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Heathrow pods ready at last

An innovative new transport system at Heathrow airport is set to open this month - following more than a year of problems during commissioning.

The personal rapid transit system connects the airport’s Terminal 5 and its business car park and will be one of the world’s first uses of the technology.

It was originally scheduled to open in 2009. The system is designed by Advanced Transport Systems (ATS) comprises rubber-tyred, electric driverless vehicles running on a dedicated 3.8km long, 1.6m wide guideway.

An ATS spokesman said the project had run into “some issues around the communication systems” used by the driverless vehicles after construction of the track for the system finished in July 2009. ATS said that the completion of successful trials meant it would soon open.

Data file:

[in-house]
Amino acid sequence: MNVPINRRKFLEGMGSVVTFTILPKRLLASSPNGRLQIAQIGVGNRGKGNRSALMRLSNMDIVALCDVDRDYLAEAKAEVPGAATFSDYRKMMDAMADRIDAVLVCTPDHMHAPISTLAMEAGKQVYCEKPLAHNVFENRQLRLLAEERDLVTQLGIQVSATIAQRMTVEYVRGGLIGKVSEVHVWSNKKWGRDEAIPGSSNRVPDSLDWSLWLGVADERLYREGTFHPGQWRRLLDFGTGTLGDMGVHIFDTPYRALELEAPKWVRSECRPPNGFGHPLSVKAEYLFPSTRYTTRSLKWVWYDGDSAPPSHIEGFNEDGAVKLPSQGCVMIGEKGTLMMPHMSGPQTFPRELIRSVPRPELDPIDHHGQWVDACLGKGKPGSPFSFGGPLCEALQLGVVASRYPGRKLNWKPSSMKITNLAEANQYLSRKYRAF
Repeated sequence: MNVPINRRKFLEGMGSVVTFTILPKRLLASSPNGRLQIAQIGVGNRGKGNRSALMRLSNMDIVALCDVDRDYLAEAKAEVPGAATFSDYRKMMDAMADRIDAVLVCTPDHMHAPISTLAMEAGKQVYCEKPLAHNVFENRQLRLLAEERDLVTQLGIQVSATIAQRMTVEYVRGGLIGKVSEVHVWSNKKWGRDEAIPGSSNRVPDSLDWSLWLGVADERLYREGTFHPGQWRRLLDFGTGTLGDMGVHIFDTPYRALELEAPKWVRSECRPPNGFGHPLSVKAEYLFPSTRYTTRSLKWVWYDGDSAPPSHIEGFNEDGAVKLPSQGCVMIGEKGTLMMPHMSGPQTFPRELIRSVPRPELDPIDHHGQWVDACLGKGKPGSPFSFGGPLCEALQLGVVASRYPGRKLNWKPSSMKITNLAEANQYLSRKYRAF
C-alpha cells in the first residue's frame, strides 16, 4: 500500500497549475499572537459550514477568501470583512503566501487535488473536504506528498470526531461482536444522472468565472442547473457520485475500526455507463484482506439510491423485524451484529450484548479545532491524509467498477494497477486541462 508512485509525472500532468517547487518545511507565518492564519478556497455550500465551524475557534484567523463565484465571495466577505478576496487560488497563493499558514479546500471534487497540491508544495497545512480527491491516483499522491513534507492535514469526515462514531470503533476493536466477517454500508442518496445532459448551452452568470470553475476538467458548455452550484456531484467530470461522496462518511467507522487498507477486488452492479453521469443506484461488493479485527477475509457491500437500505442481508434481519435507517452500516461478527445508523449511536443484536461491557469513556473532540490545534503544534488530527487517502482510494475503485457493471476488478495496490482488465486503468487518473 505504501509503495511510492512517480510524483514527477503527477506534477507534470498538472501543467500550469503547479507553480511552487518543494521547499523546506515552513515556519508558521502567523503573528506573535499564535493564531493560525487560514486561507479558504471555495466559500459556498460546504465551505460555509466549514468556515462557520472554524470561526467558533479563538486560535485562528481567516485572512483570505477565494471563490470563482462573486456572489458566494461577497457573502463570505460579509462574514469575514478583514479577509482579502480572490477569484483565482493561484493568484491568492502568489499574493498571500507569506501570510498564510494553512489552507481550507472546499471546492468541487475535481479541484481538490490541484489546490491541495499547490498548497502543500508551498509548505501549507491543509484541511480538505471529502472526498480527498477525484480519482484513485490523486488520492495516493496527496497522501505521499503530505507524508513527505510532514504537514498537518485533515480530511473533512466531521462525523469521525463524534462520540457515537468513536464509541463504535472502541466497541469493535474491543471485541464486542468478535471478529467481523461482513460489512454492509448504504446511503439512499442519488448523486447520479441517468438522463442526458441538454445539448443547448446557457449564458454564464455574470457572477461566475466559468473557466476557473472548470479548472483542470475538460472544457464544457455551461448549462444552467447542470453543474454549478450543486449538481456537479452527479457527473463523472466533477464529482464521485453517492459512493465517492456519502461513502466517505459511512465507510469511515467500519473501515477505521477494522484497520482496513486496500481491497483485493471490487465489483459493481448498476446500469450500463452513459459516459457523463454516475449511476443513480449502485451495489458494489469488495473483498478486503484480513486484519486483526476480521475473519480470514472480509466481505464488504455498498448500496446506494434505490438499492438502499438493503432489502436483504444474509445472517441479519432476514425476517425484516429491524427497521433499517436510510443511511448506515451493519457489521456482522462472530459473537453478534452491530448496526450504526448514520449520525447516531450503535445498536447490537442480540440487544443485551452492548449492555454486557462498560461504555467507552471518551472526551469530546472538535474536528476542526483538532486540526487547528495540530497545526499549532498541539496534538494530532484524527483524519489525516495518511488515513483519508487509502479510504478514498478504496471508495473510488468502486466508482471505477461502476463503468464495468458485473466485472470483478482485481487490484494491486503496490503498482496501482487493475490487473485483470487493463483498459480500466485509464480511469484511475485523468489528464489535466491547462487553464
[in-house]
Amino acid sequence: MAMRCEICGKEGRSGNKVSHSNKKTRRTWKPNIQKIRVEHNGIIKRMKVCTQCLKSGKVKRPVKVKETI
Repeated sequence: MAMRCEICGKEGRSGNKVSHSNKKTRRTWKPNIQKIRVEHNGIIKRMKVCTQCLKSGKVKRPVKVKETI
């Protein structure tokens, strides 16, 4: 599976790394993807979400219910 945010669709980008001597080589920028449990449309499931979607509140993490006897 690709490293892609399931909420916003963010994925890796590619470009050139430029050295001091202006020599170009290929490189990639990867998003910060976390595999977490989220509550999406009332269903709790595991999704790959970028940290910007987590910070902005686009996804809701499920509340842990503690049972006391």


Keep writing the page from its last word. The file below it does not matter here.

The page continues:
Airport operator BAA has invested over £25M in the system and took a £1.1M stake in ATS in October 2005 and began working on its own scheme in June 2006.

Each vehicle, which can travel up to 45km/h carries a single passenger, and is automatically routed by a central communication system to suit demand.

The vehicles are equipped with laser sensors so they can run closer together than they could with human drivers.

Southampton University Transportation Research Group specialist in intelligent transport systems professor David Jeffery, a former managing director of Atkins Transport Systems, said that the delay in commissioning the system was due to the testing of communications for the system at a test track in Cardiff.

The frequency for the communication between the vehicles and the central computer had to be changed to stop it interfering with other airport communication systems, he said.

ATS has now undertaken full revenue service trials at Heathrow, which the company said have “produced excellent results”.

The four week trial ended last November 2010, with vehicles operating for 10 hours 30 mins each day at 98.4% reliability.

ATS said that a launch by the end of February was now planned, describing the formal opening as “a small ramp up” for the trials.

The spokesman said the teething problems were down to efforts to get to grips with new technology.

BAA would not confirm the planned opening date.

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